An unbelievably easy way to add style and validation to your forms. Forms are everywhere and, usually, suck. Formly makes adding forms to your site a bit more exciting. Easily add style, validation, and a more impressive user interaction with a single function.This is easy way to add cool looking of any your forms. Also it possible to add validation (from user side) to your forms too.
Archive for 2011
Today, we’ll dive into jQuery Mobile, which, at the time of this writing, is in a RC1 state. We’ll build a simple Tuts+ RSS reader, using PHP and jQuery Mobile. When we’re finished, you’ll have the ability to add this simple project to your iPhone or Android phone with the click of a button, as well as the skills to build your own custom mobile web apps!
Slideshowify is a jQuery plugin for generating a “*Ken Burns Effect”-style slideshow from images that match a selector. Images that don’t fit the window proportions exactly (generally the case) are cropped and panned across the screen.
Today we want to create a template with a fullscreen grid of images and content areas. The idea is to have a draggable grid that shows boxes of thumbnails and menu like items. Once clicked, the thumbnail will expand to the full size image and the menu item box will expand to a fullscreen content area.
If you’re working on a travel, news or other locally-oriented site, adding a display of the current weather conditions in the local area is the perfect touch. In the past, this was a relatively difficult task, involving server-side integration with weather APIs and more. Today, however, jQuery and YQL (a free web service offered by Yahoo) can be used to easily add a customized weather display to your site. In this article I’ll guide you through the process from start to finish.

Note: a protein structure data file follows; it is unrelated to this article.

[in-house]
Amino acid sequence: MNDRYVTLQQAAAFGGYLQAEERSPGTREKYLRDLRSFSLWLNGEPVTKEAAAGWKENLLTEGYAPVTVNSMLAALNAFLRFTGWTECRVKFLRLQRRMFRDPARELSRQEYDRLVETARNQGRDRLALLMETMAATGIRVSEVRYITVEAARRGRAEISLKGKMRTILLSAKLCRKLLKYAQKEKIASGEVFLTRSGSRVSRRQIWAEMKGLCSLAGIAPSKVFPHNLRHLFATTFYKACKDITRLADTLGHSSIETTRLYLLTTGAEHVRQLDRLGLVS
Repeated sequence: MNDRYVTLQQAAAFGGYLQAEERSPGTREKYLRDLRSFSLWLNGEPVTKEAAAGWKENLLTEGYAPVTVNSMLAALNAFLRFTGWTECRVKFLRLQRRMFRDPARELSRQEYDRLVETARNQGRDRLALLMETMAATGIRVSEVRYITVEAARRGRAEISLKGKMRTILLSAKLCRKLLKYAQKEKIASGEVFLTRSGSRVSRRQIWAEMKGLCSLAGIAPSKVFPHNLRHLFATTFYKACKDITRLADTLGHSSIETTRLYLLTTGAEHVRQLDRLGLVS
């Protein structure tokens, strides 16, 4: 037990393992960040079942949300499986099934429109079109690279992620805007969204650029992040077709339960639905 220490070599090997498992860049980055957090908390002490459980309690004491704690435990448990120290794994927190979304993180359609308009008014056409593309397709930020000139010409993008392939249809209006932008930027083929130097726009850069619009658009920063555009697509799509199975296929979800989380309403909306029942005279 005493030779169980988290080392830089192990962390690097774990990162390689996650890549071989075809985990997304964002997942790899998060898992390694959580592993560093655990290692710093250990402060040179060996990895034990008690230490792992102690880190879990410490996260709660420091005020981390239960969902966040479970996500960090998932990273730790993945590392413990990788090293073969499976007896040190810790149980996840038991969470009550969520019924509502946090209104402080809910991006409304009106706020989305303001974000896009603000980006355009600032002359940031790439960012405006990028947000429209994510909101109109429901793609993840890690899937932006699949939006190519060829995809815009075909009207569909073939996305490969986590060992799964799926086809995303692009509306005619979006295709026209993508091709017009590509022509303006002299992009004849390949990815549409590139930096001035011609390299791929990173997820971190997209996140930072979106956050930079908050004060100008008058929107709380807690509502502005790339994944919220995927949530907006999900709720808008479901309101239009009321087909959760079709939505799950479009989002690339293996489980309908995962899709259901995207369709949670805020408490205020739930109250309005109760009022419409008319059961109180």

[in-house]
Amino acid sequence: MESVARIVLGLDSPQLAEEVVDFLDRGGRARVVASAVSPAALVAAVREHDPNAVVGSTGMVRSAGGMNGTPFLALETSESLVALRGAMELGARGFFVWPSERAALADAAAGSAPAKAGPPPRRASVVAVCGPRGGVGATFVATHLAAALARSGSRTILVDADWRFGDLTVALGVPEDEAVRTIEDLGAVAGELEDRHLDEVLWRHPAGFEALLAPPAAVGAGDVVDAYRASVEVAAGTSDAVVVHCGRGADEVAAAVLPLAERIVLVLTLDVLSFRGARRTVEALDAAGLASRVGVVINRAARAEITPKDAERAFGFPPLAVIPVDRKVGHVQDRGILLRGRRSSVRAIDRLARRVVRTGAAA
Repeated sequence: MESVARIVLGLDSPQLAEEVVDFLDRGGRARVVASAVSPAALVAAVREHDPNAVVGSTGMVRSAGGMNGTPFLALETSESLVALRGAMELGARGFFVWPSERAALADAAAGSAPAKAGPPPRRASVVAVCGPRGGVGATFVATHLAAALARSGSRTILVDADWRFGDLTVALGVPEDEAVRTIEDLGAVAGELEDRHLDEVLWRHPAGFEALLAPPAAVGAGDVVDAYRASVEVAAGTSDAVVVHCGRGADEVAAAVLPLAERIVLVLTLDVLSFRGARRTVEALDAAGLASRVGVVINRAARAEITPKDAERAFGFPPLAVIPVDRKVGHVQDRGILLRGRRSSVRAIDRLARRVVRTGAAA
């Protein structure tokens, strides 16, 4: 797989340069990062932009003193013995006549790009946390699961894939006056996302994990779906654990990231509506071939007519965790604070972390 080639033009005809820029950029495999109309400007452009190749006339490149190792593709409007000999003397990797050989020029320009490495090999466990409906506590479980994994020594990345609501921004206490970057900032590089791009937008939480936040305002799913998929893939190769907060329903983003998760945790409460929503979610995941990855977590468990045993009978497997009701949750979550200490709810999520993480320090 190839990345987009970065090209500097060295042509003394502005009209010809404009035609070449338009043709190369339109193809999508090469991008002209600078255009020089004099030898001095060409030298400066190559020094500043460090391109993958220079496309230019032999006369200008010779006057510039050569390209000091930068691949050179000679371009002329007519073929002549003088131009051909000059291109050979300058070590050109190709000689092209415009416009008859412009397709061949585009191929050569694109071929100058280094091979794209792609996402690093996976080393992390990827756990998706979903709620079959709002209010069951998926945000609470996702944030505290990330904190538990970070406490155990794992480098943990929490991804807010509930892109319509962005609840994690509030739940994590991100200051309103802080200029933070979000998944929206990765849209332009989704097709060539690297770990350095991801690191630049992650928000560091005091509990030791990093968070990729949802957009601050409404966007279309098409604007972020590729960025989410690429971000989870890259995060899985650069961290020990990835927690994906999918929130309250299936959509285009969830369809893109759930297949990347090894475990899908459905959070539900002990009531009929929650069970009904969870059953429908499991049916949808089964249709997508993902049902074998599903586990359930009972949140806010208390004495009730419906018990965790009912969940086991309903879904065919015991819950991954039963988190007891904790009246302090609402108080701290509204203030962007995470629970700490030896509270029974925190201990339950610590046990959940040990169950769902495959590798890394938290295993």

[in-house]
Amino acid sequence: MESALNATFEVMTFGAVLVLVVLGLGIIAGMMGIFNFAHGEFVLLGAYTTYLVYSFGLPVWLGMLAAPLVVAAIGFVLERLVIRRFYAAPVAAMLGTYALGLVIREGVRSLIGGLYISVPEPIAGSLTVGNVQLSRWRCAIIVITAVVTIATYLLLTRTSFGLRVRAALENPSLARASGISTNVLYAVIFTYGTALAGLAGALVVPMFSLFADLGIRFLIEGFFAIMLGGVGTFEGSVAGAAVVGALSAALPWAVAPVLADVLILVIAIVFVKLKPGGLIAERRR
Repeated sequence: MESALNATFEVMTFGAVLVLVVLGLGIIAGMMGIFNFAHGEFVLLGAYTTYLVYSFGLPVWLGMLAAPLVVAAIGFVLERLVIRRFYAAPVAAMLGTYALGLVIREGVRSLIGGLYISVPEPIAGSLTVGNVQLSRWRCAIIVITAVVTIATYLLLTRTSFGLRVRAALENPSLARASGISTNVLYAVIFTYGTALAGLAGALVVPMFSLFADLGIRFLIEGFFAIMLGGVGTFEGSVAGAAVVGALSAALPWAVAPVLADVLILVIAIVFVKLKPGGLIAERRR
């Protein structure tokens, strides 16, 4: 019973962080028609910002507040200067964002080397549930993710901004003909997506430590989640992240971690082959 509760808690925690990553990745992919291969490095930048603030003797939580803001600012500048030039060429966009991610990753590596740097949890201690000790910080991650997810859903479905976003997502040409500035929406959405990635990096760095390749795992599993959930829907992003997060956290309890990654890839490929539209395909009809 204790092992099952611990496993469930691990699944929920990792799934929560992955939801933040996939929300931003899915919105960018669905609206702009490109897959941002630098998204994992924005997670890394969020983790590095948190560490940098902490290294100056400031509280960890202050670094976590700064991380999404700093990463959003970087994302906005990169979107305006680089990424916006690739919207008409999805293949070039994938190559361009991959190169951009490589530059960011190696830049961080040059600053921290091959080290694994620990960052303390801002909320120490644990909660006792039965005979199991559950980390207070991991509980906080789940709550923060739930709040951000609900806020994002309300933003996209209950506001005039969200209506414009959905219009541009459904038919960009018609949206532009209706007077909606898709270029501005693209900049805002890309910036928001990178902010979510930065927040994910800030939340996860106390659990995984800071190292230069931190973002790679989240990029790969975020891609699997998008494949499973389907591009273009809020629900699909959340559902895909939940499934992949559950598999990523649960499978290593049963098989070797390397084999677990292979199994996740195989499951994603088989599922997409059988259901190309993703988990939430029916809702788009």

The examples on this page will work properly in Safari, Chrome and Opera. In the Firefox prior to version 4 you will see the transforms, but without any animation. Some effects may also work now in Internet Explorer 9 if you use the -ms- vendor prefix.
The implementation of animation in CSS involves setting up a transformation to take place in response to a mouseover or other event. Then, rather than applying the effect instantly, we assign a transition timing function which applies the transformation/s over a set time period.
Applying a :hover pseudo-class to an element is widely known as the classic “hovering” over an element on a web page. A problem that arose with the introduction of the border-radius property is the non-realistic triggering of the hover event when entering the bounding box of the element and not just the actual visible area. This becomes extreme when we create a circle by setting the border-radius of a square to 50% (half of its outer width and height).
Today we want to share one possible solution to the circle hovering problem. We’ll create a plugin that will take care of the ‘mouseenter’, ‘mouseleave’ and ‘click’ events to be triggered only on the circular shape of the element and not its bounding box.
Today we want to show you how to create a simple elastic slideshow with a thumbnail preview. The slideshow will adjust automatically to its surrounding container and we can navigate through the slides by using the thumbnail previewer or the autoplay slideshow option.
FeedFetcher is a jQuery plugin that aggregates and embeds feed(s) from Facebook users, applications, and fan pages as well as tweets from given users and/or mentioning given users.
It has convenience features including a post-fetch callback, ability to use multiple display formats, stripping out Twitter @ replies, and filtering Facebook wall posts by type and/or author.
Optionally it can benefit from the jQuery Easing plugin with a different easing animation for the page scrolling.